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London’s building: Reaction to Sadiq Khan’s London Housing Strategy

Philip Breese, Senior Partner at Weston Williamson + Partners, discusses the plans to address London’s housing crisis, and the mayor’s strategy to deal with the problem.

Near my home in South East London I pass three modest land parcels every morning and evening. These parcels are adjacent to railway infrastructure and on each passing I feel a sense of responsibility to unlock them for small scale housing. Why? Because development would contribute to housing supply, builders would get work, and the community would benefit with well-designed buildings to replace the overgrown fenced off land.

The reason they are fenced is they provide important maintenance access to the railway to keep London moving. But only the gate, a small path, and steps is used for this and shouldn’t now be holding back the potential development of these pocket plots. It is therefore encouraging to see a particular emphasis in the Mayor’s Draft London Housing Strategy to bring forward and help facilitate house building on sites like these, peppered along our railway corridors or adjacent to other public assets.

The draft strategy is a hefty document, perhaps a reflection of the level of fix required for London’s housing need. It emphasises the diversity of issues the capital faces which is wide-ranging: land supply, affordability, homelessness and skills as a start. Attempting some quick wins to get things moving as well as structuring a pathway for long term resolution is ambitious but necessary after years of de-prioritisation and stagnation.

But this is the scale of the task. Supported by his Deputy James Murray, who has been everywhere over the last year gathering allies and intelligence, the Mayor’s term is surely more about resetting the strategic direction with a robust plan that can be carried forward through policy, and critically, provide a backbone for future Mayoral terms.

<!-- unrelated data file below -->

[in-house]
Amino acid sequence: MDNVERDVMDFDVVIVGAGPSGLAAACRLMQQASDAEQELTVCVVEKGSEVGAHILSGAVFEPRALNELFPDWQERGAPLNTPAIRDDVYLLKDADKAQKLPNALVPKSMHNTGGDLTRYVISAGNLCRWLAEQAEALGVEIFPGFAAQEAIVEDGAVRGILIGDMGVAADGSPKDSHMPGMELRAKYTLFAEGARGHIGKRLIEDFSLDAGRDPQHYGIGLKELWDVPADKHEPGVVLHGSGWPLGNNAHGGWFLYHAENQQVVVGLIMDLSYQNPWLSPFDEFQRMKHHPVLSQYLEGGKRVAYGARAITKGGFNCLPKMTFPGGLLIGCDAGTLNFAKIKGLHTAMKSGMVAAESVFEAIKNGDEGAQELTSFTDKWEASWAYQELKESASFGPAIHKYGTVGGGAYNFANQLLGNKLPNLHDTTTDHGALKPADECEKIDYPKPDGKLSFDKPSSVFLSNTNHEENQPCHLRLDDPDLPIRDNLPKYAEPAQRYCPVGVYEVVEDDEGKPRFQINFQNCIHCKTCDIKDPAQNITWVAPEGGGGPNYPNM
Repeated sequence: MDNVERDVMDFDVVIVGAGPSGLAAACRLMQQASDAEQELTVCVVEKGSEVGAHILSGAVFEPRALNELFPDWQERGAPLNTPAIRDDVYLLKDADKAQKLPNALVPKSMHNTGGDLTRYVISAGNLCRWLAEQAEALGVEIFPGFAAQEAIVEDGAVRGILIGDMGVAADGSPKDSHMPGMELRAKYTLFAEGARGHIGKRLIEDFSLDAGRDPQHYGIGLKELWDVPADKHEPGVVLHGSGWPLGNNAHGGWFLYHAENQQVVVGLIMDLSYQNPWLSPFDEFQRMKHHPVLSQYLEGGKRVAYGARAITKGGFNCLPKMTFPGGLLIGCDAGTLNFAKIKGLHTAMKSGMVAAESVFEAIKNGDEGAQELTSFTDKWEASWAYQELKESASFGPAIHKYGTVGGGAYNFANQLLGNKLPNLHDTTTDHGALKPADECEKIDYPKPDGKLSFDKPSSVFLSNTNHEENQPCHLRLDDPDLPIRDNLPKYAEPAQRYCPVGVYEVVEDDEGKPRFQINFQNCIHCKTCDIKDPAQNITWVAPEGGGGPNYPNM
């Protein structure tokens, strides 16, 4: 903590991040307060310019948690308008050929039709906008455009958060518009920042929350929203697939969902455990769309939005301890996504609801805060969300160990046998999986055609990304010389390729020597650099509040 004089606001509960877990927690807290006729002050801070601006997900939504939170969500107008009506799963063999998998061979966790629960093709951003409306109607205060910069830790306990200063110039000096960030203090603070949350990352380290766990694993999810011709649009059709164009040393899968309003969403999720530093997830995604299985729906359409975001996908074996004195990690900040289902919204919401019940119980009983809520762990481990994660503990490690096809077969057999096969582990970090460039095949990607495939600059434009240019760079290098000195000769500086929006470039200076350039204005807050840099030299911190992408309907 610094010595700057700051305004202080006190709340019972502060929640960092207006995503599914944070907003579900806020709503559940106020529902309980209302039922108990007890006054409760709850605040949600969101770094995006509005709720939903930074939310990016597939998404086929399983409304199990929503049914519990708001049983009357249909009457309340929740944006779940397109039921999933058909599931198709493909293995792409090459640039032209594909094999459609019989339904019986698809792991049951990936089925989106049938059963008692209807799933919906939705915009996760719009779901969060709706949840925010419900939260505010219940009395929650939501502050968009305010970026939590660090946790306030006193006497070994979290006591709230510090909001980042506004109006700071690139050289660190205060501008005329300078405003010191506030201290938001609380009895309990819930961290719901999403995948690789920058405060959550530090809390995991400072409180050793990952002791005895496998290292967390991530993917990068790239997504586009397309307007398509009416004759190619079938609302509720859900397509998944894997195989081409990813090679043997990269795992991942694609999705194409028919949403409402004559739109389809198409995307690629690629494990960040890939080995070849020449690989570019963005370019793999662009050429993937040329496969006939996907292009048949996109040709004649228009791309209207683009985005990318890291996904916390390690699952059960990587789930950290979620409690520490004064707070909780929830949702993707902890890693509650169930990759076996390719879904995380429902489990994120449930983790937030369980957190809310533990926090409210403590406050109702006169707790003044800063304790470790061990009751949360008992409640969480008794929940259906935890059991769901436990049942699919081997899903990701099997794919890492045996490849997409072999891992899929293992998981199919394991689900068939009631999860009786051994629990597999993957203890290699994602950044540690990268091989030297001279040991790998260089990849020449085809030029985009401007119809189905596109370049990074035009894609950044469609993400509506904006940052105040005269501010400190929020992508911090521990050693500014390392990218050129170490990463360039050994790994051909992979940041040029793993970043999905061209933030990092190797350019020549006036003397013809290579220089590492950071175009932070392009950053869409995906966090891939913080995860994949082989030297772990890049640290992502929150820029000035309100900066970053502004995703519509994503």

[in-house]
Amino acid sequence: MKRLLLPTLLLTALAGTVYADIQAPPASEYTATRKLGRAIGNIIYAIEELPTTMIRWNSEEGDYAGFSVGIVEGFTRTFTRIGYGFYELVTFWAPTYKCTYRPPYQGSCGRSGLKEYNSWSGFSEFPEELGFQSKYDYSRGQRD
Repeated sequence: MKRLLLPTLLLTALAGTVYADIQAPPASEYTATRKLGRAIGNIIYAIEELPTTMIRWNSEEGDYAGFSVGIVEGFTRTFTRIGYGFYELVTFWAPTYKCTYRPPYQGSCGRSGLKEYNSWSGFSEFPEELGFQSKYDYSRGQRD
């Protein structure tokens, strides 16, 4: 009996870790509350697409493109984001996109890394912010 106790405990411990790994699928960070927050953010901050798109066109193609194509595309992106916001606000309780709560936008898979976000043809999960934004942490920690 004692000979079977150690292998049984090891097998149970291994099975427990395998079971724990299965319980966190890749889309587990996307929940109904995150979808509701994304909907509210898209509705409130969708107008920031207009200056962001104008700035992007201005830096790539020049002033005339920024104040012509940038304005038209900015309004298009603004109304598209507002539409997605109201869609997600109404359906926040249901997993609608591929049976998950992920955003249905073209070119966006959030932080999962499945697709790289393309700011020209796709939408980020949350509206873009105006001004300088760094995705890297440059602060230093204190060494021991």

In 2015 Weston Williamson and Partners suggested in an essay celebrating their 30th anniversary “with housing integral to the goal of a cohesive society, there is no reason why high quality public housing and bolder delivery targets cannot be both valued and achieved once more. All that is needed is the political will to make it happen.”

The political will is now finally emerging out of necessity but remains reliant on central government funding to make a real difference. The Prime Minister’s recent Conservative Party conference announcement to provide a further £2 billion into the affordable housing programme is welcome but the reported 25,000 homes for affordable rent this will supply is a pittance, particularly when proportioned down to London.

In recent weeks promoting the draft strategy James Murray has stated ‘80% of new housing in London is affordable to just 8% of Londoners’. The ambitious strategic 50% threshold for affordable homes on public land will be challenging, particularly on more complex sites attached to transport infrastructure. We are likely to see more linking up with donor sites for affordable housing provision elsewhere in boroughs where sales values have a lower price point and ensuring maximum land receipts can be extracted from the complex transport sites. Land values are not about to nosedive so private developers and housing associations will need to develop innovative solutions to meet the 35% affordable provision threshold.

Lack of affordability is resulting in a generation shift from home ownership as default for middle incomers to a predominantly private renting demographic. The draft policy encourages diversification in the Private Rental Sector (PRS) with variety of different tenure models and living experiences providing better choice for Londoner’s with a new growth stream of homes. It has been estimated against current growth projections that by 2025 PRS will for the first time shift the balance away from owner occupier properties.

The inaccessibility of land and limited opportunities to purchase, particularly smaller plots has arguably been a significant contributor to the decline in house building. The Small Sites, Small Builders initiative will incentivise new players in the market but only if the GLA can actively support the public landowners to release sites. Gestures such as helping with ‘a full set of surveys to help reduce risk’ is welcome but is perhaps small fry. Incentivising small scale developer and builders to take forward and purchase publicly owned sites will need a significant reduction in red tape and process smoothing to ensure they become attractive and viable house building opportunities.

The draft strategy is far-reaching which is both welcome and encouraging but as yet untested as the GLA builds its internal teams to action the initiatives and its success will ultimately be judged by the number of sites that begin to come forward and the number and quality of homes that get built.

To this end it is encouraging to see one of the three parcels of land on my journey to and from work now under development making a contribution to the homes we so urgently need to build. Hopefully development of the other two will now be kick-started by some of the new policies set out in the Mayors Housing Strategy before Sadiq Khan’s current term ends in Spring 2020.